At first sight there is something odd in Descartes’ third law, where he uses the terms ‘stronger’ and ‘weaker’. On the page following the formulation of his laws Descartes makes it clear that the terms ‘strong’ and ‘weak’ should be understood as ‘hard’ and ‘soft’; ‘dura’ and ‘mollis’ in the Latin original. The Latin word ‘dura’ can also mean ‘unyielding’ and ‘mollis’ has a connotation of ‘flexibility’. Therefore, we may take the dura/mollis-contrast to mean unmovable/movable. We now see that the first part of Descartes’ third law – “if a body collides with another body that is stronger than itself, it loses none of its motion” – is just a complex formulation of one object bouncing off of another where the other object is fixed. In Descartes’ universe this means that the other object cannot transfer the motion to yet another object, because it is ‘stuck’. In modern/neo-Newtonian terms this would amount to an ‘elastic collision’. If both objects are movable, however, there is a transfer of impulse. The amount of impulse that is gained by one object is equal to the amount lost by the other – momentum is conserved.
Even if Descartes’ laws cannot be wholly translated into modern terms, that should not be a reason name our laws of motion after Newton. In modern-day scientific literature, there is an abundance of different (sometimes even conflicting) formulations of ‘Newton’s’ laws of motion.
I can very briefly summarise the argument in this article: Newton did not discover gravity; Newton did not invent the calculus; Newton did not adhere to a strict causal principle and Newton did not make clear whose work he borrowed or used. Particularly the lack of tribute paid to Descartes is astounding.
A sentiment similar to my own may be found in David Hume’s disposition towards Newton. In the first book of his Treatise on Human Nature (1739-40), Hume begins with a recognition of Newton’s accomplishments, and lauds him for formulating his three laws of motion. Eight years later, when Hume publishes an abbreviated account of his views (Enquiry Concerning Human Understanding, 1748), he seems to have revised his opinion about Newton’s work, and notes that it lacks the strict causal principle which can be found in Descartes’ view. And yet it is Newton who has come to be considered – already in Hume’s time – as the champion of the ‘new philosophy’. Hume expresses his feeling of surprise at this with the following understatement: “I must confess that there is something in the fate of opinions a little extraordinary.”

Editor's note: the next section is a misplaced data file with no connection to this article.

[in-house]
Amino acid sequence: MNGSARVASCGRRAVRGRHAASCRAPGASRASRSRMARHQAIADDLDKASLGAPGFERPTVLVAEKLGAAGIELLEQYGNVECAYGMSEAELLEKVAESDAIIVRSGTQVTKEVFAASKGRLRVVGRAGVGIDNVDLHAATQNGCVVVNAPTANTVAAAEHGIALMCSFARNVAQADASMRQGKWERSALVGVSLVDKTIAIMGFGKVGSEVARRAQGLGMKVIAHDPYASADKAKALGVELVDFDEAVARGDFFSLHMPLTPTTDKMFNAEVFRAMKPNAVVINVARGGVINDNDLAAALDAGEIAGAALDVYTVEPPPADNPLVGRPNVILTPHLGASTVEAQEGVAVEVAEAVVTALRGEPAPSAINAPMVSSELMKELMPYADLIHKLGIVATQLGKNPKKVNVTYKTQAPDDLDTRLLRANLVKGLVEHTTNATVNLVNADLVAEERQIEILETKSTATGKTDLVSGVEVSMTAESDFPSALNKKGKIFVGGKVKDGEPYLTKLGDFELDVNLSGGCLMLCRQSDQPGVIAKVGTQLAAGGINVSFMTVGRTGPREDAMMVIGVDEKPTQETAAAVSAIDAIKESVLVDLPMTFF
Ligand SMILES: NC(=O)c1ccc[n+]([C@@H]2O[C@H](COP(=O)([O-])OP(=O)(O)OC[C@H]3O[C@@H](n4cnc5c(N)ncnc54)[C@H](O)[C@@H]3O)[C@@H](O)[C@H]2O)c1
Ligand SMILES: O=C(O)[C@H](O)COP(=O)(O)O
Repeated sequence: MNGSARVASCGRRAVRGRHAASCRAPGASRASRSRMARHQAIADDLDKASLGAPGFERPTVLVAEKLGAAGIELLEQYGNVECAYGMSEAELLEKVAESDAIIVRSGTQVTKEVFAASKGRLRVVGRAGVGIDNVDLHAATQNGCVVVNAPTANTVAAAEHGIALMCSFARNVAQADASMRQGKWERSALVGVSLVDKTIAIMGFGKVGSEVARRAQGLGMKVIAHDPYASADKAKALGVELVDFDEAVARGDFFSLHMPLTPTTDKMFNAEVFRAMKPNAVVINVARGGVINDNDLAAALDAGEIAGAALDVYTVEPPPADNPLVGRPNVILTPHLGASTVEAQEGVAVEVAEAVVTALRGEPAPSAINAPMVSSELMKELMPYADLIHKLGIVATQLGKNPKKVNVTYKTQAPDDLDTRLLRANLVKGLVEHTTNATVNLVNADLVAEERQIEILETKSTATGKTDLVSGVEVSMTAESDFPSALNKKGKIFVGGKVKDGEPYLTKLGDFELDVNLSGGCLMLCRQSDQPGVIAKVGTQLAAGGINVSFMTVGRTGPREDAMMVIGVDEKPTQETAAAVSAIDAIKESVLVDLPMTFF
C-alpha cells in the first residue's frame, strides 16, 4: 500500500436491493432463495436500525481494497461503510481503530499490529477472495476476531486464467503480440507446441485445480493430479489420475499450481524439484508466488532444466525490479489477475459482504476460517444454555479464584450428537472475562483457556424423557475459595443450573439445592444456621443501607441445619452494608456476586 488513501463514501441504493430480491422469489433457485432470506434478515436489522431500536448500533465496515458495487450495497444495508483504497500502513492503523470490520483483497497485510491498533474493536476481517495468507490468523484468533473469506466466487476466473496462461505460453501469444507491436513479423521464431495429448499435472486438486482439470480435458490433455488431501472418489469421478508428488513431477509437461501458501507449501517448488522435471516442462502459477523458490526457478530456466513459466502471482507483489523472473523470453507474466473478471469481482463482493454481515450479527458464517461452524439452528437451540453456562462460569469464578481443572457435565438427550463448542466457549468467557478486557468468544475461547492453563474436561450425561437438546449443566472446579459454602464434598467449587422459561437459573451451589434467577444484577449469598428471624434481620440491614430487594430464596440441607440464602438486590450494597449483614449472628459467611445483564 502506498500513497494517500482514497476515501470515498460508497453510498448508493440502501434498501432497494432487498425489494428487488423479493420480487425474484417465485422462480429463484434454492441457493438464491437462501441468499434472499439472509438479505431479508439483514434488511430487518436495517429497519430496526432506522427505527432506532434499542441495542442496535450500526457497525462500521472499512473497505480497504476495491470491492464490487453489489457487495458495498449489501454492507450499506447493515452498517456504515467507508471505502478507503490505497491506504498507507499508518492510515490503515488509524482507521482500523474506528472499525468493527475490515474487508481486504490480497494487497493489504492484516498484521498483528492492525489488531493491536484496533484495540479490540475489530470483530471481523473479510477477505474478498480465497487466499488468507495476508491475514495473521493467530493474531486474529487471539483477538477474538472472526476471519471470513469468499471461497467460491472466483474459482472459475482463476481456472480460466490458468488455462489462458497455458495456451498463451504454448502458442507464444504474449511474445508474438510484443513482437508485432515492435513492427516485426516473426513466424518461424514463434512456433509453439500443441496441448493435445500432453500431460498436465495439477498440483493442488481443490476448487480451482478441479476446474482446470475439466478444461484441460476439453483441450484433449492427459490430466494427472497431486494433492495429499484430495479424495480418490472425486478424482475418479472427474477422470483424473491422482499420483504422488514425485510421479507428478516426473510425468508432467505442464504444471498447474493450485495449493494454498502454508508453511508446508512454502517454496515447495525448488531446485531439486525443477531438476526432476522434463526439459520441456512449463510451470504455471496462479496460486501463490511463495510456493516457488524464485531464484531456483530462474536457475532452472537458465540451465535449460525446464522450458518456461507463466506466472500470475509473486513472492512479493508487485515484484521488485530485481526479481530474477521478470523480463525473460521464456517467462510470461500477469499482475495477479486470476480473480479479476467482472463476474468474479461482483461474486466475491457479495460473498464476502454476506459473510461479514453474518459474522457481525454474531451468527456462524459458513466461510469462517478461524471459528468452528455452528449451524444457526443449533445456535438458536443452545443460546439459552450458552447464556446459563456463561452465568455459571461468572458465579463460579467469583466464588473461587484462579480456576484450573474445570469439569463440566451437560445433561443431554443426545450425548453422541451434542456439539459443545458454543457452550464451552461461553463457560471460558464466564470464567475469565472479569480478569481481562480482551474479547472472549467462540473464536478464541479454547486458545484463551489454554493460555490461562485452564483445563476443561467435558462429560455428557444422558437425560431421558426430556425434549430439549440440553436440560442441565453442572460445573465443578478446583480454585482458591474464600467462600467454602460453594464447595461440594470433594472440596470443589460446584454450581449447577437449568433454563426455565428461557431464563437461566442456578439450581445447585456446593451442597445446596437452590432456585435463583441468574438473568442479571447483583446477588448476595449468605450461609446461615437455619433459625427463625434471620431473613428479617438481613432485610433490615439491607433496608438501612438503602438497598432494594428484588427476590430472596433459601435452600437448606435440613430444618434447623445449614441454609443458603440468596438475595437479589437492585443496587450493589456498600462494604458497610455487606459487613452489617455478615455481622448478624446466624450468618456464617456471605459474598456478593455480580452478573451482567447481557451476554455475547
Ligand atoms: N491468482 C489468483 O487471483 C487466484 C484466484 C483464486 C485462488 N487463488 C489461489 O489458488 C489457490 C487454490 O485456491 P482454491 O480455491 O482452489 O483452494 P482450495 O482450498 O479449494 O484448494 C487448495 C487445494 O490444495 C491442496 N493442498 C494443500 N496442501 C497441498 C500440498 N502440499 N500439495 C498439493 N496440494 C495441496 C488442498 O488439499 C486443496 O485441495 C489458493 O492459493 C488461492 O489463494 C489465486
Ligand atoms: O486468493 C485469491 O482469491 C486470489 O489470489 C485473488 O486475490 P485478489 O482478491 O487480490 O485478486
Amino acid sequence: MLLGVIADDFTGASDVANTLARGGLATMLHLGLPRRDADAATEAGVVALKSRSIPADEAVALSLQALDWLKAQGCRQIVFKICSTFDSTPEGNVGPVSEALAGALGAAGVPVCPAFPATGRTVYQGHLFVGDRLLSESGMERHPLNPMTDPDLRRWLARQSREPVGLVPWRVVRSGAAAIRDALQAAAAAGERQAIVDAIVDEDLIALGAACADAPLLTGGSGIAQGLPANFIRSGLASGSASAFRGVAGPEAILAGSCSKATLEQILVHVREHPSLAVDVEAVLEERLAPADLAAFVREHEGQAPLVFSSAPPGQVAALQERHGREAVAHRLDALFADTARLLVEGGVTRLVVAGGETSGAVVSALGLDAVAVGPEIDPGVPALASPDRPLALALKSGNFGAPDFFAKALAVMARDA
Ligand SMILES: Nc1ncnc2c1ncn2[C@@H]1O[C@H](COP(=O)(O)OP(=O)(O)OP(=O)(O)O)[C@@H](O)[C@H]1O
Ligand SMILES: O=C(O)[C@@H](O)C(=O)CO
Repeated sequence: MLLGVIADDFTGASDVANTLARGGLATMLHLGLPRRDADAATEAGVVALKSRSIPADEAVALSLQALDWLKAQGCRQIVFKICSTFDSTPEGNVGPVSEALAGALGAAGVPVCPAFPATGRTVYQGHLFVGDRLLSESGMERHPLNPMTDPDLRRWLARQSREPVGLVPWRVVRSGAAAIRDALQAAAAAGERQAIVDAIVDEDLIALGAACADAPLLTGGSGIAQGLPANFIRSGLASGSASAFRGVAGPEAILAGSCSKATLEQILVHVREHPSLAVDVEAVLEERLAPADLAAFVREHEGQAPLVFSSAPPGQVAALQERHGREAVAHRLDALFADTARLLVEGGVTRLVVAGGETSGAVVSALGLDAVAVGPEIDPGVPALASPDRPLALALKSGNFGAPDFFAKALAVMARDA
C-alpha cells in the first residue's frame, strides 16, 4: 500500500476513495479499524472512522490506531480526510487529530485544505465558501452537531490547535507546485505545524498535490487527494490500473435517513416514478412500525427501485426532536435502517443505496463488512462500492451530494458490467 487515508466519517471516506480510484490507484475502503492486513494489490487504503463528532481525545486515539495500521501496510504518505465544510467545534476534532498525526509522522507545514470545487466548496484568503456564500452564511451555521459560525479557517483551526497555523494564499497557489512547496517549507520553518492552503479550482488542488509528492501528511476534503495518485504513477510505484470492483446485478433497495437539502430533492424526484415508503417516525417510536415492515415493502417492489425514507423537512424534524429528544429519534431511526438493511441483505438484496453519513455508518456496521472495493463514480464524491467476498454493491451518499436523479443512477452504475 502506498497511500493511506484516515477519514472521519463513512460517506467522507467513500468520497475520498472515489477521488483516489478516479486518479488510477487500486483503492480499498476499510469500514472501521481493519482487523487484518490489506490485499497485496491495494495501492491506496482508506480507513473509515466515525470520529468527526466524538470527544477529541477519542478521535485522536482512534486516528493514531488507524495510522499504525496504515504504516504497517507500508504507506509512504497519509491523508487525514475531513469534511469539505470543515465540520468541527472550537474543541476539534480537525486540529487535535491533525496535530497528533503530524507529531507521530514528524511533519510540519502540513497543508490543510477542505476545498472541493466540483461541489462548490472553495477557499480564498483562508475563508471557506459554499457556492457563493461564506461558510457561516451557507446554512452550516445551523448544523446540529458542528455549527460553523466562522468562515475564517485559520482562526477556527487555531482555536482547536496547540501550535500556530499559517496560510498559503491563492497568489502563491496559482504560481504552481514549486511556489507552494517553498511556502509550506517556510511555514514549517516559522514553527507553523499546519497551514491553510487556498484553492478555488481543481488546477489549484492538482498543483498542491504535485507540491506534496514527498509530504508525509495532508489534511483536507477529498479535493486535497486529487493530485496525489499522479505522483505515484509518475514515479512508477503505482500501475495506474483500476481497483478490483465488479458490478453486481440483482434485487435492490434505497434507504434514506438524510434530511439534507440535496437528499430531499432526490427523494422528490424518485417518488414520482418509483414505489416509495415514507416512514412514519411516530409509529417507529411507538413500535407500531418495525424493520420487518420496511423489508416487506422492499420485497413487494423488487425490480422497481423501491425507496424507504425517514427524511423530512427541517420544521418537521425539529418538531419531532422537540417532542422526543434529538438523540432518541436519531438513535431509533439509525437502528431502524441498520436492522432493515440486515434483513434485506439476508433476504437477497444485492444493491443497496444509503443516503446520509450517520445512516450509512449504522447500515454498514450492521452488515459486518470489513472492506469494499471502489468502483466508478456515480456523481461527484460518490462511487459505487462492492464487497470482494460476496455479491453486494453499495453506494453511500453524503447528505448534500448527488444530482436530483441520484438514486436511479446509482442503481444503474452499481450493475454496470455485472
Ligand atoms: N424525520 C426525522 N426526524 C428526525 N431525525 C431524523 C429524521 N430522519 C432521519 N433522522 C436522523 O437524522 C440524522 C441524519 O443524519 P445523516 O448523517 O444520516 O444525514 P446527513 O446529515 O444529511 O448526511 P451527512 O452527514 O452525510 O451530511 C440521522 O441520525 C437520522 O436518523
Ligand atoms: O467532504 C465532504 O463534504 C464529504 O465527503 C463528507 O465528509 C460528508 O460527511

Taking all these ‘pinches of salt’ into consideration, I believe that Newton is undeserving of the title ‘father of modern science’. For that reason, and also to pay the tribute to Descartes which is long overdue, I propose that henceforth we refer to the laws of motion as Descartes’ Laws of Motion.
For historians of science it is common knowledge that comprehensive historical developments are never due only to the exploits of a solitary individual – there is no such thing as a ‘father of modern science’. However, it is not always possible to properly judge the (scientific) accomplishments of past ‘champions of science’. I therefore believe that it is the duty of scholars acquainted with the writings of Newton to present a faithful picture of his achievements – he was good, but he wasn’t that good.
Fedde Benedictus is doing research in order to obtain a Ph.D. in the philosophy of physics.
 I. B. Cohen, and G. E. Smith (2002). The Cambridge Companion to Newton.
 The first of Kepler’s laws in his Astronomia Nova(1609).
 R. Netz and W. Noel (2007). The Archimedes Codex Da Capo Press, Cambridge, Massachusetts.
In a letter to Robert Hooke, dated 1676, Newton writes: “If I have seen farther, it is by standing on the shoulders of giants.” With this phrase Newton admits that he has much leaned upon the work of others. Such an admission makes it all the more glaring that he has neglected to tell his readers whose work this is.
R. Descartes (1644). Principles of Philosophy. In Cottingham, J., Stoothoff, R. and Murdoch, D.”, eds. The Philosophical Writings of Descartes, Volume I. (1985), p240 ff.
I. Newton (1713) Principia Mathematica Philosophiae Naturalis. In S.W. Hawking, ed., On the Shoulders of Giants. (2003), p 743.
D. Hume (1748). Enquiry Concerning Human Understanding. p48.